When I finished, Malia hummed. “And she’s unlikely to tell me anything, either.”
I nodded. “At first I suspected it was because the prophecy involved me somehow, or Hasda, and that’s why she didn’t want to tell me, but I’m starting to think it’s bigger than the Trials. Tamiyat would be an obvious topic, but if it involves the Sea Mother, why not tell us as much? We already know about her, so there being yet another vision wouldn’t be that strange.”
“Likely it encompasses the entire pantheon.” Malia’s eyes caught in the lamplight as she watched the petrification peel off Lazuli’s beak. The kite harpy gulped air as if she’d been underwater far too long, her body shuddering. Malia smiled. “Or perhaps something bigger than Tamiyat.”
“Like the…?” We didn’t even have a word for them yet, the Sybil, Spinster, and their two nameless sisters.
Malia nodded. “It’s a possibility.”
Lazuli lunged forward and snapped her beak. The crumbling stone still covered the upper half of her head like a falconer’s hood. “Foreign scum! Release me at once.”
“Looks like someone’s finally awake.” Malia’s fangs showed through her smile as she slid towards the kite. “Have a nice nap, little bird?”
Keeping one eye on Lazuli, I touched the edge of the astral plane, as Malia was likely doing as well. It was far easier to contact it here than in Peklo, although I didn’t actually need to breach it here. Just to keep an eye on it and watch for disturbances.
“Where is she?” Lazuli snapped. Her beak pointed straight at Malia.
“Right here,” Malia said.
Chunks of rock and dust crumbled to the floor as Lazuli shook her wings free. “Not you, bitch. The Paeden.”
Malia’s tail stopped an inch from Lazuli’s stomach. Gathering herself, she gave Lazuli a quizzical look. “‘The’ Paeden? You mean Marudak?”
“She’s obsessed with the Paedens’ Queen of the Sea, Nanshe,” I said in a hushed whisper.
“Of course not,” Lazuli snarled. “He can drink piss, for all I care. But that broad-mantled whore–” Her words devolved into a string of eldritch phrases we could barely understand, but the closest root words carried connotations of marine rock sludge, unbridled promiscuity, and feces.
The last of her cranial petrification fell away as she finished her tirade. Her dark eyes, rage roiling in her irises, locked on mine. Tilting her head, she said, “I remember you. You promised to bring her to me.” Her beak clicked. “Where is she?”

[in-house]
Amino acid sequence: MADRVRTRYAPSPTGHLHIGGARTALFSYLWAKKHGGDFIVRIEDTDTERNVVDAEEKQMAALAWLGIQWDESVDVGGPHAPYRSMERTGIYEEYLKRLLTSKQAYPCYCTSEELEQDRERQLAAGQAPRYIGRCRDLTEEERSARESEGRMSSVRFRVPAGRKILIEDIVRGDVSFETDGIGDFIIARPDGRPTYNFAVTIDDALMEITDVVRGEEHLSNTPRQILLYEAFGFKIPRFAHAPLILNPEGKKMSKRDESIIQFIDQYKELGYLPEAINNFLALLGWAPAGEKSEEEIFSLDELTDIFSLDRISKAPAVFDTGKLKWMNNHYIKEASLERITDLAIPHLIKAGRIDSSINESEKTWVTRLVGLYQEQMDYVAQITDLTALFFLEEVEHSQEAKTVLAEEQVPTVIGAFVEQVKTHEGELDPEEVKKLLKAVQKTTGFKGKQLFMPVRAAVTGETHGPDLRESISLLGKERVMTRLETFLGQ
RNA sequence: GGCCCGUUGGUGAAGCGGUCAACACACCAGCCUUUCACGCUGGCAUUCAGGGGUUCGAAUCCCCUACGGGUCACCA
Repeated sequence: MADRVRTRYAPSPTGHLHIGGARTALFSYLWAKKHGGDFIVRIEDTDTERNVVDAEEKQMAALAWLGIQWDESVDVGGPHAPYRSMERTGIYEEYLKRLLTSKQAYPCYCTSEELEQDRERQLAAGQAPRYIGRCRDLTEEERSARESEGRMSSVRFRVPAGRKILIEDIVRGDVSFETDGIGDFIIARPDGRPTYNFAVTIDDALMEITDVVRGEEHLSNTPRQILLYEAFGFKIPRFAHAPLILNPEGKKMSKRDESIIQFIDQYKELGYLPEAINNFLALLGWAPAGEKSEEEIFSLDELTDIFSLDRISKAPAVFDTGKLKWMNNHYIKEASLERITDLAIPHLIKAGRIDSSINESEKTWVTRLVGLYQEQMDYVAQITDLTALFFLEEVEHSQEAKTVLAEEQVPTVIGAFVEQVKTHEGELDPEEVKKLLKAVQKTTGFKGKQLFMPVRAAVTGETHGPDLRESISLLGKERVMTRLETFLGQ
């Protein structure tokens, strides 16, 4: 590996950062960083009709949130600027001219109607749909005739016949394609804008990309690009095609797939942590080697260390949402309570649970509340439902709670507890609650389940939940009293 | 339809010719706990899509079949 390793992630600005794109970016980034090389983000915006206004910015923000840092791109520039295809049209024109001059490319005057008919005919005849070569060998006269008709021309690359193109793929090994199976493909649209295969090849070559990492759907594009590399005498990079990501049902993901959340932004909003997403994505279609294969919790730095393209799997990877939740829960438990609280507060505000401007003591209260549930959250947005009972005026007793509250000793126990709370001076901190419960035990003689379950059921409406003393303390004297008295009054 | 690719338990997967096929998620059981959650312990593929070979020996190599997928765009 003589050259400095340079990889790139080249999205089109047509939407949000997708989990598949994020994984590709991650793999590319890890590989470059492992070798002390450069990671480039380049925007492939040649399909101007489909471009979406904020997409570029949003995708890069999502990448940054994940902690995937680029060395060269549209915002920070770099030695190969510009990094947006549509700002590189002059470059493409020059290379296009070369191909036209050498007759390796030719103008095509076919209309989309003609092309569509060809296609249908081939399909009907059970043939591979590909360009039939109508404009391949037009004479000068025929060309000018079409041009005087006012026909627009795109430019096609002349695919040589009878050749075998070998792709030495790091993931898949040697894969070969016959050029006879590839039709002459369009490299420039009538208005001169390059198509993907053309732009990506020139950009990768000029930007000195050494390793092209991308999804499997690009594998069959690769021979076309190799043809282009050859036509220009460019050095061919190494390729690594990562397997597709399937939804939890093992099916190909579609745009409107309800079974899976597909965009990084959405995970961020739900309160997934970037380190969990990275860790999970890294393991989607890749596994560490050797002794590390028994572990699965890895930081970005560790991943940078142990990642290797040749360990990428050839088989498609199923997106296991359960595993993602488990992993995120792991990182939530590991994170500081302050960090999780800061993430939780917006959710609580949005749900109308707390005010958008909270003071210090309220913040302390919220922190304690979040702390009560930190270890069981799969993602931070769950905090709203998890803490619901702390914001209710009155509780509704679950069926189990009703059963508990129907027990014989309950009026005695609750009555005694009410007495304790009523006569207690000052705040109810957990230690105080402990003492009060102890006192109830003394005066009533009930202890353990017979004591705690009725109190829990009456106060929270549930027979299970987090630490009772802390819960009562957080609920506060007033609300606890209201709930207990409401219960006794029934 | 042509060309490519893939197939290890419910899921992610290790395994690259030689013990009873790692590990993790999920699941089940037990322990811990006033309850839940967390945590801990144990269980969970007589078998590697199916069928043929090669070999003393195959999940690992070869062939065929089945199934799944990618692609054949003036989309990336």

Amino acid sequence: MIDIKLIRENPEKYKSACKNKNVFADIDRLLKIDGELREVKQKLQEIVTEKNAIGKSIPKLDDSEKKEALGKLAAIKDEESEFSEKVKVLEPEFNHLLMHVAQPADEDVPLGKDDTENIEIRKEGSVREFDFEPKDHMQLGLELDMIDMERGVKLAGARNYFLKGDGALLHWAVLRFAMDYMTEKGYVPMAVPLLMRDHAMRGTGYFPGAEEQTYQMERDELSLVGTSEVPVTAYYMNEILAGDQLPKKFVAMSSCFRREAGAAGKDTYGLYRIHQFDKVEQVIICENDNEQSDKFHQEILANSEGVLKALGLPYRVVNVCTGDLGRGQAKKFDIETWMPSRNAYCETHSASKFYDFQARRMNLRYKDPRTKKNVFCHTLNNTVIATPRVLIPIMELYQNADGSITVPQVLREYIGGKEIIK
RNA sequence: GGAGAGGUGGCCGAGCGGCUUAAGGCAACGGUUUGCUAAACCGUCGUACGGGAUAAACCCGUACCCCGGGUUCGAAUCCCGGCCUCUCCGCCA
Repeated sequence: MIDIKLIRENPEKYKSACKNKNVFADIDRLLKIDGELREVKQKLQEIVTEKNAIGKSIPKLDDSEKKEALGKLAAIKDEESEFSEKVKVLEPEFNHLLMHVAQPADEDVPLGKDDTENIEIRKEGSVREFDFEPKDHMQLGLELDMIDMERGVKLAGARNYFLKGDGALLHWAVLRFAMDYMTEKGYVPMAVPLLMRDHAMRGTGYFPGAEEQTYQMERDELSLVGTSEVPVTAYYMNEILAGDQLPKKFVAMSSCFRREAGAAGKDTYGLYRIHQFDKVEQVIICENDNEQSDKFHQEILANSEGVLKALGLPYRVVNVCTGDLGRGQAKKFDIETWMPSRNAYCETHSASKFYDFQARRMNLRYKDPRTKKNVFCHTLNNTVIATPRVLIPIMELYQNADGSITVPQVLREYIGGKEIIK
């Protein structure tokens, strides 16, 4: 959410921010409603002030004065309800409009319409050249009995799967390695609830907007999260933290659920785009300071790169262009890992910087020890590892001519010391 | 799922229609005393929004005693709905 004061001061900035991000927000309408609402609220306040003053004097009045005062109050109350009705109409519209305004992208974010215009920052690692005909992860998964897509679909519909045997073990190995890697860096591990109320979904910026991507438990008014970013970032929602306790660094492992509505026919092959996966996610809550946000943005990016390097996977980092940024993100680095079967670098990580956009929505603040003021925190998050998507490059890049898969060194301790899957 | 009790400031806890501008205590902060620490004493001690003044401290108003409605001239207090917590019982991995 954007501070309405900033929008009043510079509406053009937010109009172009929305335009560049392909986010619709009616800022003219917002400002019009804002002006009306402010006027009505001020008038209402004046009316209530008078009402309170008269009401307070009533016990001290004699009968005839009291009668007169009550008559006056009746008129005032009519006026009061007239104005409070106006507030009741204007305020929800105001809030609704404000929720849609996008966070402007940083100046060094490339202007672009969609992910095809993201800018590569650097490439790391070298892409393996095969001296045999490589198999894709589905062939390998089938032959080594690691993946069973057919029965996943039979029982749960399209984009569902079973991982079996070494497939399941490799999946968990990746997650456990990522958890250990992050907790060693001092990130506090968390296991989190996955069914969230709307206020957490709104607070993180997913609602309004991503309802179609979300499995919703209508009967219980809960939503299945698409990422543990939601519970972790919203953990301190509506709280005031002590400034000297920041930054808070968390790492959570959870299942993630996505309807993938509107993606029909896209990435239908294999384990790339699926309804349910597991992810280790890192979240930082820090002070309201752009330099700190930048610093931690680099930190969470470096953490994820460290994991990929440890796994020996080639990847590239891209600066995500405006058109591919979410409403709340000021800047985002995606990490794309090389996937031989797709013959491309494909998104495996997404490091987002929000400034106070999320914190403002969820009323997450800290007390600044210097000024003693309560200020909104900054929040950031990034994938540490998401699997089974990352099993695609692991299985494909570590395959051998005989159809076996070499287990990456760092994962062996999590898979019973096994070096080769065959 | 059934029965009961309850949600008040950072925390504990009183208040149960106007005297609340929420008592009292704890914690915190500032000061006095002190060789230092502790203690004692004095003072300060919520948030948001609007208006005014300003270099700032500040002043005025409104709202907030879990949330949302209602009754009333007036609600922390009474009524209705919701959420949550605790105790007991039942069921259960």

“Misplaced her.” I folded my arms and stared her down. “We have some questions regarding your former relationship with the primordial deity known as the Sea Mother.”
Eyes narrowed, she tucked her wings and hunched over. Clenching her fists, she strained against the chains, but stayed stuck. Another yank, and nothing but the rattle of steel on celestial steel. Grunting, she flared her wings and arched her back, face scrunched. A thin, purple thread floated from her back, its end drifting into the edge of the astral plane. When it brushed the film of the higher dimension, Lazuli’s eyes snapped open.
“There,” she said, chirping in triumph.
Malia and I waited, our fingers on the proverbial heartbeat of the astral realm.
No answering call came.
“Seems like your patron abandoned you.” Malia’s grin was feral. “But thanks for letting her know we’re on our way, herald.”
“How dare you!” Lazuli lunged forward. The chains ran out of length and yanked her back. Panting, Lazuli hung by her wrists and glared at Malia. “I am no herald of yours. I spurn you.” She spit.
Malia raised an eyebrow at me. “You have the more recent experience with children.”
I turned my eye roll at her into a stern face to Lazuli. Bending over, I put myself at her eye level. “Like I said, your ‘former’ relationship. We need to know how she made you her proxy, and how–”
Her piercing laugh, almost a raptor shriek, rent the air. “Unlearned simpleton,” she squealed. “You know nothing of the madness of the Ancient Mother. Locked, forever, next to her vastness, the tides of lunacy washing over the mind, unrelenting.” Another peal of laughter. “Make? There is no make. Does one make the sun? The wind? One might more easily make the rivers flow. Make.” She spat the last word and speared me with her dark eyes. “In that pit, things are. What was before matters not, in the after of the pit.” Her face hardened. “And I will slay the hibara that threw me in there.”